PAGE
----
Solo en Inglés
Before I met my husband, I used to train language teachers how to teach a foreign language. The majority of the audiences were teachers in various countries of Latin America, so they were teaching English. I cannot stress ENOUGH how important I think speaking in the target language is. And all the time. I really don’t believe that a teacher needs to go out of the target language unless it has something to do with safety or something along those lines of importance. Since this is not a blog about teaching methods, I’m not going to go in-depth to explain how your physical actions help a third grader put meaning to what you are saying in the foreign language. Anyway, the teachers would frequently complain that they couldn’t only speak in the target language (English) because the students didn’t understand English. My response to them was always the same, “Students aren’t going to learn English by speaking to them in Spanish.”
Research has shown us that there are certain truths about learning a language that are standard across the board. Exposure to a language is much better the younger one is. The brain is able to absorb sounds and make more and better connections in the area of language at a younger age. We know that babies and children are not confused by hearing various languages and nor do they have delayed speech as once thought to be true. What one does need is a language rich environment. What does this mean? Children/babies need to hear language constantly. They need to hear speech, song, rhymes, babble, chatter, and be read to. Constantly. They need meaningful interaction (We can’t just sit them in front of a French video all day long and think they will learn French.) Baby talk or toddler talk isn’t necessarily limited to only simple vocabulary, intonation, and construction. Although important and essential, babies also need exposure to natural, regular conversation and vocabulary.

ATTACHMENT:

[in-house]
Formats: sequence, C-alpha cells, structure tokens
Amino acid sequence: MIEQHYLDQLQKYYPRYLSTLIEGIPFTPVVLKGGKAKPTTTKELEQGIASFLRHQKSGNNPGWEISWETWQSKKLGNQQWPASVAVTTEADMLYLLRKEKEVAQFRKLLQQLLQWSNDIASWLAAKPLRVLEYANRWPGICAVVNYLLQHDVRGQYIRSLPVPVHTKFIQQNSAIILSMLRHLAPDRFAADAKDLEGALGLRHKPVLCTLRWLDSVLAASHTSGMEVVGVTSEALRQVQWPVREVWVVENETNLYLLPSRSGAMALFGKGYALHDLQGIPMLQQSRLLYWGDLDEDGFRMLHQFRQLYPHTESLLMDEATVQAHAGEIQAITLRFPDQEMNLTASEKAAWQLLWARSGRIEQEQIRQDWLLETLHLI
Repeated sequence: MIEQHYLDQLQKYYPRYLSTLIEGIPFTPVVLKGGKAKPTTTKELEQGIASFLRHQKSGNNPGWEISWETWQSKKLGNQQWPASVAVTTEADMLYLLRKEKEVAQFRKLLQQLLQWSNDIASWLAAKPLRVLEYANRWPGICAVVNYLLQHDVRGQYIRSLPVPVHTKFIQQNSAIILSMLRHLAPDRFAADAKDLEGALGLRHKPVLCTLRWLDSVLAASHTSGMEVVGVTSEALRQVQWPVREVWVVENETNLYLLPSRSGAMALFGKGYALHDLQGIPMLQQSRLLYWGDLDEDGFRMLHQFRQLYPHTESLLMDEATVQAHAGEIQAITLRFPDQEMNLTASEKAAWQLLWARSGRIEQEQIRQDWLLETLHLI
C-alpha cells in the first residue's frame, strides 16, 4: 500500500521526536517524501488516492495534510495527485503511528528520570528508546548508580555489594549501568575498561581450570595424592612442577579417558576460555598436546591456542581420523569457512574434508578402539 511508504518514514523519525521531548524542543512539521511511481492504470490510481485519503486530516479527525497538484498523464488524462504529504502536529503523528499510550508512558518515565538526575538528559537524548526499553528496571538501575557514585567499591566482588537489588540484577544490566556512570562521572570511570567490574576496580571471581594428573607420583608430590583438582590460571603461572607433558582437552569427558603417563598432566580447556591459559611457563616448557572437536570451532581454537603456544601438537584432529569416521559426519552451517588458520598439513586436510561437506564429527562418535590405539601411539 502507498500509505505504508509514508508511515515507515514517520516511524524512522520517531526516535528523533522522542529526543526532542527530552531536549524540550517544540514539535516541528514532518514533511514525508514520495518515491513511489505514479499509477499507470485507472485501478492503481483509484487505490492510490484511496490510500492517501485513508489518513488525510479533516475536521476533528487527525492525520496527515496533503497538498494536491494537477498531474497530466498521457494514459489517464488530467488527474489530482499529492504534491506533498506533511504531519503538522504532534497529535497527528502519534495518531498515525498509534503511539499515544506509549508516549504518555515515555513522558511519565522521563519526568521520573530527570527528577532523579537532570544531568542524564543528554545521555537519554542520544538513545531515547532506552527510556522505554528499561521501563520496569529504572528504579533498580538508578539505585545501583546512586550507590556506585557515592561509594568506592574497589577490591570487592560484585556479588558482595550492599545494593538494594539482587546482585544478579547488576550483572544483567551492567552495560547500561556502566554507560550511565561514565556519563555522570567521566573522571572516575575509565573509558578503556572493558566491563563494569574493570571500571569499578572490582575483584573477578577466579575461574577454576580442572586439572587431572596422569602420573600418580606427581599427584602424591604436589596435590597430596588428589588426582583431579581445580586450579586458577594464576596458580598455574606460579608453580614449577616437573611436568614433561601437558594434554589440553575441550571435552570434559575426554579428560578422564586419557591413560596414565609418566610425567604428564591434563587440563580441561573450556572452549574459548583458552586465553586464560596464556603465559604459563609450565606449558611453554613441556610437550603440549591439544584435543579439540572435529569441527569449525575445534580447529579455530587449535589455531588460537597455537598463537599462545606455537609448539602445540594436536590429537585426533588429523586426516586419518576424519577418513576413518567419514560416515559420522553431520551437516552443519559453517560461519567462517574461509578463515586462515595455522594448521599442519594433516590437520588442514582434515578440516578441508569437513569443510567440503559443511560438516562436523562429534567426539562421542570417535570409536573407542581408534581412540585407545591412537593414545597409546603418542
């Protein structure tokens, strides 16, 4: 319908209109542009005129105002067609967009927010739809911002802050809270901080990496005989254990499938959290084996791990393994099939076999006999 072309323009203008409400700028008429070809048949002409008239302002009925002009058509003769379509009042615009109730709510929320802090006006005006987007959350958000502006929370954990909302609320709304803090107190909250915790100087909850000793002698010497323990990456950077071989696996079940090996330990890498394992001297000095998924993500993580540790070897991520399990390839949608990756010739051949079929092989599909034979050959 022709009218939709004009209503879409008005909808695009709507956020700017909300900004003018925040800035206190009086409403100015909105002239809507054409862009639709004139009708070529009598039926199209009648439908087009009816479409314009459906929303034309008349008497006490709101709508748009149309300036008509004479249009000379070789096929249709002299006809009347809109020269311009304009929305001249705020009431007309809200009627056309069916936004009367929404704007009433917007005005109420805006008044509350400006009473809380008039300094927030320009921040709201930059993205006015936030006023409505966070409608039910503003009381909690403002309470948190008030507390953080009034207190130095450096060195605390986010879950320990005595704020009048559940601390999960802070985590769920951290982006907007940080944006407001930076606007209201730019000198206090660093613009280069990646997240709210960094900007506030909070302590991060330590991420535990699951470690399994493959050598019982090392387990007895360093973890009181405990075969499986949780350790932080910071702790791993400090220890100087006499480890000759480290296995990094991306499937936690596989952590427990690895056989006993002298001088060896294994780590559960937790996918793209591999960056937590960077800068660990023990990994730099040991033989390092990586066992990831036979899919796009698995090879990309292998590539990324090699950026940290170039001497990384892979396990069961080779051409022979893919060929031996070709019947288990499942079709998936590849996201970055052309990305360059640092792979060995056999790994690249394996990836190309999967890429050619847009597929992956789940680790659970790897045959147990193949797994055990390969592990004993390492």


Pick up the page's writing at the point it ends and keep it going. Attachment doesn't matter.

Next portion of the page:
All day long, I am narrating my actions and interacting with my daughter. We converse, listen to songs in Spanish, we watch animated children’s songs in Spanish, and I read to her in Spanish. I’m not perfect. It’s hard sometimes, because sometimes I’m tired and I want to zone out or eat in silence, but I know that I can’t because every moment is important. We chose to only speak to Sofía in Spanish. I consider myself very lucky that the Man of My Dreams happens to also speak Spanish and shares my passion for the importance of bilingualism. For me this means more Spanish input for Sofía’s little sponge. If the Man of My Dreams didn’t speak Spanish, I still would anyway. Sofía would be receiving less Spanish input, but still a substantial amount of input that would still allow her to be a proficient bilingual. We all must know examples of people where this is true. I have a friend whose children grew up bilingual in Mexico. Her daughter went to Stanford and then Harvard. I’d say her English was extremely proficient with only one parent speaking English to her.
The Majority Language
We don’t worry about the Sofía’s English either, because once she starts socializing with friends and enters pre-school, there will be meaningful input and usefulness and need for her to learn it. Español is definitely the minority language in our community (even though there are family and a substantial Spanish-speaking community), so basically once she steps foot outside of our house, her world will be in English, which means we really want to stress the Español.
As the previous paragraphs prove, I have quite a bit to say about raising a child bilingually and how I think is the most effective way to do it - probably not only because I have dedicated so much of my life to studying, teaching, and researching it, but because I have lived it.